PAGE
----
European Ariane 4 rocket launches DirecTV satellite
BY SPACEFLIGHT NOW
Posted: November 26, 2001
Liftoff occurred right on schedule at 7:35 p.m. EST (0035 GMT Tuesday) from the Guiana Space Center on the northeast coast of South America.
The DirecTV-4S satellite was placed into a temporary egg-shaped orbit by the three-stage Ariane 4 following a 21-minute flight. Arianespace said the orbit achieved was accurate with a high point of 35,972 km, low point of 199.8 km and inclination of 7.00 degrees to the equator.
"I feel like we have given birth here today," a jubilant Philip Goswitz, the DirecTV spacecraft mission director, said after the launch.
"I know this spacecraft is very important for your business and we are happy and proud to be able to contribute by this launch towards your success," Arianespace Chairman and CEO Jean-Marie Luton said.
The successful launch was the 65th straight for Ariane 4 dating back to 1995. Overall, Ariane 4 has flown 104 successful missions in 107 tries. There are now just 9 more Ariane 4 rockets remaining to fly before the launcher is retired.
Over the next two weeks, ground controllers will maneuver DirecTV-4S into a circular geostationary orbit by raising the low end of the orbit. The altitude of nearly 36,000 km will allow the craft to match the Earth's rotation and appear parked above one point of the globe. In this case, the satellite is destined for a spot at 101 degrees West longitude over the equator.
By the end of December the DirecTV-4S spacecraft should be ready for business to relay more than 300 local TV channels to 41 markets in the U.S., satisfying the federal "must carry" law that goes into effect on January 1.
DirecTV, the country's leading satellite television service provider with more than 10 million customers, currently offers local programming to those 41 metropolitan areas in the form of ABC, CBS, NBC and FOX. The "must carry" law requires WB and UPN affiliates and independent channels in those markets to be provided to subscribers as well, company spokesman Robert Mercer said.
The DirecTV-5 satellite -- slated for launch early next year aboard a Russian-made Proton rocket -- will allow DirecTV to expand its local TV programming into additional markets.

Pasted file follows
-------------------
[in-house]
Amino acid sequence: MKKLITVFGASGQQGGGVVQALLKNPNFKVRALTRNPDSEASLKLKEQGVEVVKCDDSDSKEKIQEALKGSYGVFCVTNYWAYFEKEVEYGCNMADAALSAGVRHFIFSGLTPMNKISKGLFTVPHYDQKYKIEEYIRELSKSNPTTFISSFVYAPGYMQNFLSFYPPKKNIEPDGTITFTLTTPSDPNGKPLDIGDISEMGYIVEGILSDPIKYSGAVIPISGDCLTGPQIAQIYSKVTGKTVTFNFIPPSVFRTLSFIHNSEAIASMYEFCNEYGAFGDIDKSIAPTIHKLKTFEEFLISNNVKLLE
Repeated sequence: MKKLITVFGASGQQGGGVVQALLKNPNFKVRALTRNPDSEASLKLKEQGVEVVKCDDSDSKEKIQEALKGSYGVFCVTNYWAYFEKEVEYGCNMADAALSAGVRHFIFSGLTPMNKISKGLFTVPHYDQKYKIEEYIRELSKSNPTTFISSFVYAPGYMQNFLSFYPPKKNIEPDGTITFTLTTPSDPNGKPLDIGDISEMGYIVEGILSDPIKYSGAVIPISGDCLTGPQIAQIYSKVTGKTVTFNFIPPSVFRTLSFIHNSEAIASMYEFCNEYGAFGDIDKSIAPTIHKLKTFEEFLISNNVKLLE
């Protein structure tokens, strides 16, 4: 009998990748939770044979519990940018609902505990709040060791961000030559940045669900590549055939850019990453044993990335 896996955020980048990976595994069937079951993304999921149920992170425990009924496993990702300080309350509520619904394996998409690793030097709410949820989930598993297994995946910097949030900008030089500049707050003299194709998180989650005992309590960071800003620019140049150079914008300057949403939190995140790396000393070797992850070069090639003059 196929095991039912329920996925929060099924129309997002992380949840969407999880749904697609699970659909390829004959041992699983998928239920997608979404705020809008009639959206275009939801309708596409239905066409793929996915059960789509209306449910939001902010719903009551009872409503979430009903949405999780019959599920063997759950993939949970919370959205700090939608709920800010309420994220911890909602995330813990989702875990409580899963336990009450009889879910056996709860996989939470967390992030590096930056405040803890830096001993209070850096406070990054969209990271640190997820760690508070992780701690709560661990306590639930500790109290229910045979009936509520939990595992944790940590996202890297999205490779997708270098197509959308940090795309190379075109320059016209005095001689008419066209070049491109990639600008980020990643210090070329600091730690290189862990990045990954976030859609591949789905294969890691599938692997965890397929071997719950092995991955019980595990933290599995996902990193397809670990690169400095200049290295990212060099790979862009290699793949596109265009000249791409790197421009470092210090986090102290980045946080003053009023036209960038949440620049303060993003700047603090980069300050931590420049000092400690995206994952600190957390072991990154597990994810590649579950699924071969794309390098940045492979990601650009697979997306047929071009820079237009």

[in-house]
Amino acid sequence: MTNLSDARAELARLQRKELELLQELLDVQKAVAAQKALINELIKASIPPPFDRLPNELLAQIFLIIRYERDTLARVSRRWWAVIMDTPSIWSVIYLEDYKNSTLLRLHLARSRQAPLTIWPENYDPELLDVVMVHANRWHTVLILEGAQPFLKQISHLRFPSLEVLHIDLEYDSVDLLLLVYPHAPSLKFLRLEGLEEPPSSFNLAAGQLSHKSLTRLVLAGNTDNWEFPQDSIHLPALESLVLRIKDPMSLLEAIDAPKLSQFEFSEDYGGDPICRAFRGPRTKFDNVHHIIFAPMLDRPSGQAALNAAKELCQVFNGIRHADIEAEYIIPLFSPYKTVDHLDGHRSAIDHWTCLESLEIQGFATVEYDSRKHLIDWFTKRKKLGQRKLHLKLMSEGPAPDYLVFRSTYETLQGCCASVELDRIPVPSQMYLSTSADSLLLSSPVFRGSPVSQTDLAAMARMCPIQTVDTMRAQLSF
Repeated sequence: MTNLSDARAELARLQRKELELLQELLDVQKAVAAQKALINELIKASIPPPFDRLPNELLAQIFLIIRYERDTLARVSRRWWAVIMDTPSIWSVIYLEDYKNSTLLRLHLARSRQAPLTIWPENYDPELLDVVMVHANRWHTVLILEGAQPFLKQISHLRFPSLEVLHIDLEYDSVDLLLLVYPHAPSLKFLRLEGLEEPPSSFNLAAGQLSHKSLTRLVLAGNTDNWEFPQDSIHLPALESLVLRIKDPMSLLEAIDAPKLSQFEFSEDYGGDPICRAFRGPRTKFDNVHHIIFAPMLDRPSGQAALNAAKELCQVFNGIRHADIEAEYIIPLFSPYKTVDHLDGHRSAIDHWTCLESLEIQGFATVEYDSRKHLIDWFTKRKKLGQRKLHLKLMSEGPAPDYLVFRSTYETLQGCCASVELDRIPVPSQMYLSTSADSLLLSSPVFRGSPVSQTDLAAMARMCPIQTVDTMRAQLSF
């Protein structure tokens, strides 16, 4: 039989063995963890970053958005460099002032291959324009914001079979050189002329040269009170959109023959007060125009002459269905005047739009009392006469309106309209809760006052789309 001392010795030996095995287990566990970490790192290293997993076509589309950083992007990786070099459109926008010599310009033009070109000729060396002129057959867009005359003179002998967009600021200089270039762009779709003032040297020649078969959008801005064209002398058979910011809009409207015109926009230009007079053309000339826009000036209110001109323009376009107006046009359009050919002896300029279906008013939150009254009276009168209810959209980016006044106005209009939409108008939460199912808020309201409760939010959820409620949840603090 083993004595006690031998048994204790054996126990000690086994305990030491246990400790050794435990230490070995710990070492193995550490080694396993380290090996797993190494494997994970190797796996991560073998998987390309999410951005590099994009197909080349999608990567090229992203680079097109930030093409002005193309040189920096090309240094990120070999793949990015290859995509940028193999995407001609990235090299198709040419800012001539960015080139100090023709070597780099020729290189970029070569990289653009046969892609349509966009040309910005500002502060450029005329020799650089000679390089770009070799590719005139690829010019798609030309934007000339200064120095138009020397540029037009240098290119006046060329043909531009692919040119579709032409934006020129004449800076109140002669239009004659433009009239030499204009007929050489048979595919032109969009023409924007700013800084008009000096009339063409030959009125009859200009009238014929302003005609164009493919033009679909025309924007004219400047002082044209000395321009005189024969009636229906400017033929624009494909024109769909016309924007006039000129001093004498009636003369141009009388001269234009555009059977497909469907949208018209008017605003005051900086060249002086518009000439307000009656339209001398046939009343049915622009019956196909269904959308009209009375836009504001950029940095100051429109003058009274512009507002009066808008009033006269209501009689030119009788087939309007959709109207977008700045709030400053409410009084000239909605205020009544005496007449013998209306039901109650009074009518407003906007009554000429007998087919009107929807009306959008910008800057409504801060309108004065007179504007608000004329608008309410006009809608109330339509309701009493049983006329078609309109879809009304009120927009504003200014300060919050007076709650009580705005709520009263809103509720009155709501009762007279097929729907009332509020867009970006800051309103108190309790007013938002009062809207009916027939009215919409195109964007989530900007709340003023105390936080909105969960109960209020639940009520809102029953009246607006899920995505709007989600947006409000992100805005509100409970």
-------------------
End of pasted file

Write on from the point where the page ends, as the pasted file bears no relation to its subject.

Providing local TV channels is considered crucial for the direct-to-home satellite systems to compete with cable companies. Although the satellite TV providers -- DirecTV and EchoStar's DISH Network -- offer hundreds of channels, the lack of local programming is an obvious drawback for consumers.
Built by Boeing Satellite Systems, the 9,400-pound DirecTV-4S is able to do its relaying job by using spot beams, a technology that reuses the same frequencies on multiple spot beams to reach the various areas across the country.
"We are proud to provide DirecTV with this satellite, which will help DirecTV to compete more effectively against cable for customers in its local channel markets throughout the United States."
DirecTV-4S is also the world's first commercial satellite to employ high-efficiency solar arrays with triple-junction gallium arsenide solar cells.
For Arianespace, the DirecTV-4S mission set a record for the shortest time from delivery of a satellite payload to the South American launch site until the liftoff.
"(The satellite) was launched only two and a half weeks after its arrival in French Guiana," Luton said. "I want to thank the Ariane teams here in Kourou, whether from Arianespace, CNES or the teams from the industrial community. I know that you spared no effort to provide a preparation campaign that is the very shortest of the Ariane history, and to satisfy (the requirements of) our customer."
The next Arianespace launch is scheduled for January 16 when an Ariane 4 will carry the Insat 3C communications satellite into orbit for the Indian space agency.
Flight data file
Vehicle: Ariane 44LP
Launch date: Nov. 26, 2001
Launch window: 7:35-8:13 p.m. EST (0035-0113 GMT on 27th)
Launch site: ELA-2, Kourou, French Guiana
Satellite broadcast: Telstar 4, Transponder 11, C-band
MISSION STATUS CENTER